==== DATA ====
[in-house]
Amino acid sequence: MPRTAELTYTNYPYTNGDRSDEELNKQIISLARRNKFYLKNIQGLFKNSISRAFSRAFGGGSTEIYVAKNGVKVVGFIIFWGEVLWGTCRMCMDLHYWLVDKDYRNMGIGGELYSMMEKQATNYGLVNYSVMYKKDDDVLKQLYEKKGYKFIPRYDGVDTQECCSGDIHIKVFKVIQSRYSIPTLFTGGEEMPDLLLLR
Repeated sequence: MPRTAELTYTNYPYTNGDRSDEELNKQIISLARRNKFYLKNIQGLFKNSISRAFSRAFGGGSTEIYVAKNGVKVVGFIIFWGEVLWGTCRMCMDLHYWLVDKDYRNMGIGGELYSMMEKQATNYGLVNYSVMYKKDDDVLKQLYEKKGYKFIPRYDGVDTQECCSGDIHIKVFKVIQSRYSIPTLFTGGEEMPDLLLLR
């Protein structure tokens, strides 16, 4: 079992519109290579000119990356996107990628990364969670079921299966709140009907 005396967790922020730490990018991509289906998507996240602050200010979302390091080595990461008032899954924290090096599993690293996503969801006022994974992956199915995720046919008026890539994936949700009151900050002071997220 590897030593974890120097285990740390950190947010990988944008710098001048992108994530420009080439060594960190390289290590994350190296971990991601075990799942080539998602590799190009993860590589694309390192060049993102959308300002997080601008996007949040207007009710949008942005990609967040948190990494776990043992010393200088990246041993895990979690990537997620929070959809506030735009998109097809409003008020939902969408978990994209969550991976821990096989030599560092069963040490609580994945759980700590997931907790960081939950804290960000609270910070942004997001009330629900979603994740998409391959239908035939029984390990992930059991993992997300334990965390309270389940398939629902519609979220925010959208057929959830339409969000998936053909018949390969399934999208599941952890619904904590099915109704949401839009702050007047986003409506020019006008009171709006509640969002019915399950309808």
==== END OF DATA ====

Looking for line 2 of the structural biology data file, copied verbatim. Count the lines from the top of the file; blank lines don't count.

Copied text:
Amino acid sequence: MPRTAELTYTNYPYTNGDRSDEELNKQIISLARRNKFYLKNIQGLFKNSISRAFSRAFGGGSTEIYVAKNGVKVVGFIIFWGEVLWGTCRMCMDLHYWLVDKDYRNMGIGGELYSMMEKQATNYGLVNYSVMYKKDDDVLKQLYEKKGYKFIPRYDGVDTQECCSGDIHIKVFKVIQSRYSIPTLFTGGEEMPDLLLLR